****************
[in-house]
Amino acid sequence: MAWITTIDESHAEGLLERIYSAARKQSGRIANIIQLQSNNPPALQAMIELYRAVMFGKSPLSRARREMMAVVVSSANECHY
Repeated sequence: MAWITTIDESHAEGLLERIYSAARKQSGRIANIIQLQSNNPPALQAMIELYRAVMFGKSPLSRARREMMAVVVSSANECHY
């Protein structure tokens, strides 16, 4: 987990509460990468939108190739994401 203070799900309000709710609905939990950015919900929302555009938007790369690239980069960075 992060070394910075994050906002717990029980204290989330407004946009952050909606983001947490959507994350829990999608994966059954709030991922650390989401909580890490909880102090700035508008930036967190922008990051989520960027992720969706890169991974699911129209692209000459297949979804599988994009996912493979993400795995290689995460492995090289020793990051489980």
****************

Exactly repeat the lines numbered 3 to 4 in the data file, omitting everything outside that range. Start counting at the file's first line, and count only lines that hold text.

Repeated sequence: MAWITTIDESHAEGLLERIYSAARKQSGRIANIIQLQSNNPPALQAMIELYRAVMFGKSPLSRARREMMAVVVSSANECHY
């Protein structure tokens, strides 16, 4: 987990509460990468939108190739994401 203070799900309000709710609905939990950015919900929302555009938007790369690239980069960075 992060070394910075994050906002717990029980204290989330407004946009952050909606983001947490959507994350829990999608994966059954709030991922650390989401909580890490909880102090700035508008930036967190922008990051989520960027992720969706890169991974699911129209692209000459297949979804599988994009996912493979993400795995290689995460492995090289020793990051489980």